Growing Lives: Images of Boise's Refuge Gardens 

Community gardens help refugees build new lives in their new homes

Safiya Abdi works in the garden.

Guy Hand

Safiya Abdi works in the garden.

You may not see it in their faces, but the people in these photographs are the victims of some of the worst atrocities humans can inflict on one another: civil war, ethnic persecution, genocide.

After escaping those threats, many then endured the danger and degradation of living in refugee camps. Eh Soe Min, an ethnic Karen from Burma, fled persecution and spent 11 years in a refugee camp in Thailand before being cleared to move to Boise. He said he was referred to in the camp as a "zero man," because as a refugee he was perceived as having no value. Many of Boise's younger refugees were born in similar camps.

The Somali Bantu, Burmese, Burundian, Congolese and Ethiopian refugees on these pages share one more thing in common: They were once gardeners and farmers or came from communities with close ties to agriculture and the land.

After resettling in the Treasure Valley, organizations like Global Gardens have helped them get back a positive reminder of their former lives: growing food.

"Part of it is just to help them feel connected, giving them a chance to do something they already know how to do. It helps people feel at home, it promotes physical activity, it promotes better health, and most of the people in the pictures are earning supplemental income by selling at farmers markets," said Katie Painter, refugee agriculture coordinator at the Idaho Office for Refugees.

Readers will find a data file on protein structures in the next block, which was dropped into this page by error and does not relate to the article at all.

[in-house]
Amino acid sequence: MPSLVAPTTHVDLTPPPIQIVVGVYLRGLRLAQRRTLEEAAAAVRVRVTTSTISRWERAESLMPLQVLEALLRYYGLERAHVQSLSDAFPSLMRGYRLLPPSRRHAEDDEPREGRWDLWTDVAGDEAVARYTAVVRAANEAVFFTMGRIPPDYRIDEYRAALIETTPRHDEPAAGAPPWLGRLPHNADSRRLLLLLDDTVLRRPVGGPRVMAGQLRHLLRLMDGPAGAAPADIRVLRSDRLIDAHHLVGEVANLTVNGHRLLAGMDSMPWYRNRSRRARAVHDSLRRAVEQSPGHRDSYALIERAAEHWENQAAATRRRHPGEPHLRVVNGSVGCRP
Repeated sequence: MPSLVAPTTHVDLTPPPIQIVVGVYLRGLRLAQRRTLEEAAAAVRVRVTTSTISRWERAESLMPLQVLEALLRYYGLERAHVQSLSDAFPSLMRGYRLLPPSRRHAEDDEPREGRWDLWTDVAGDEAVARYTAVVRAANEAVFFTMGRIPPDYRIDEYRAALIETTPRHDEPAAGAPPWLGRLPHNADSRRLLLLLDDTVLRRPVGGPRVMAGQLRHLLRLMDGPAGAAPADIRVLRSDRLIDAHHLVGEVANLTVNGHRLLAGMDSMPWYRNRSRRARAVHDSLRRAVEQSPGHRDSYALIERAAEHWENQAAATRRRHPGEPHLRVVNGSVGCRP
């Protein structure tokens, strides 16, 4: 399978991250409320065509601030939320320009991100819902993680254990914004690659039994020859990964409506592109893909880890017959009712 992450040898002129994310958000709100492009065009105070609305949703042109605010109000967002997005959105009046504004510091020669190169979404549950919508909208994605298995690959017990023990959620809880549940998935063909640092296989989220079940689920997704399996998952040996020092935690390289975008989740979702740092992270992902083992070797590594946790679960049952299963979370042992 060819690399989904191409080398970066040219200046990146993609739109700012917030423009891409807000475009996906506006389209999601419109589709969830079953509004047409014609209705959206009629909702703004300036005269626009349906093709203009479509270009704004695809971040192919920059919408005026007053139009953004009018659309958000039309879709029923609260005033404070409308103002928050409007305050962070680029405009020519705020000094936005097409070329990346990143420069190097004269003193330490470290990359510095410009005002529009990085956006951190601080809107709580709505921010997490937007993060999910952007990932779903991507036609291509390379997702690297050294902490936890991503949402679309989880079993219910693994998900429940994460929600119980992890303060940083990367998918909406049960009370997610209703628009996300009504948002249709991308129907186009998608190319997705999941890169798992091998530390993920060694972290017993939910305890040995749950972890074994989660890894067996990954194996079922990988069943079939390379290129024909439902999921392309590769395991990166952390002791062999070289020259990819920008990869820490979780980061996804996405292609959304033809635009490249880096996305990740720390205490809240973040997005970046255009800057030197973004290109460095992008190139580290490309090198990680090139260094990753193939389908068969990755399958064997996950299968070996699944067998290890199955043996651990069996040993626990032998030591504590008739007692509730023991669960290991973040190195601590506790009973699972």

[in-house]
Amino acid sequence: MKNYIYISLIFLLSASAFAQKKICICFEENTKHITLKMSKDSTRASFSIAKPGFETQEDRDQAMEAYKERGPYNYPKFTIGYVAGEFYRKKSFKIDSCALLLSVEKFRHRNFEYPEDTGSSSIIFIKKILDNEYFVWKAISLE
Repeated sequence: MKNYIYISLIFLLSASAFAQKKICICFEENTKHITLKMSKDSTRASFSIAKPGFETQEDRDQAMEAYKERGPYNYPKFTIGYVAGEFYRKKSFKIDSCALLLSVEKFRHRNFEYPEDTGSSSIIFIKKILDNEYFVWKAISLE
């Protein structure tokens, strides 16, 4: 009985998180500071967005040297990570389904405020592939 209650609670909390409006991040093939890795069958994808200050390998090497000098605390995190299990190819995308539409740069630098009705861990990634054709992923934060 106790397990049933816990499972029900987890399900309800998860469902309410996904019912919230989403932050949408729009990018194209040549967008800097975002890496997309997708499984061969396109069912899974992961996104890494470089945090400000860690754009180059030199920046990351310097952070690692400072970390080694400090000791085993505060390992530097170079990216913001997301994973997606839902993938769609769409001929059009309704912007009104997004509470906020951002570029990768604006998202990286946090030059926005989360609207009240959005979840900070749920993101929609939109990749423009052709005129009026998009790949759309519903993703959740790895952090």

Global Gardens, which Painter administers, started out as two small garden plots in 2004 and has since expanded to include several community gardens, farms and farmers market booths around the area. Several refugees from the program have started their own independent farming businesses.

Painter said these new Idahoans, despite much previous suffering, often exhibit the best qualities in human nature.

"I've learned so much from them about human resilience--people who've been through a lot and still come out on top," she said. "They adapt really quickly. I learn from them every day."

Eh Soe Min puts it another way: "In my mind, any place when I reach it, there is my home."

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Community Gardens

By Guy Hand

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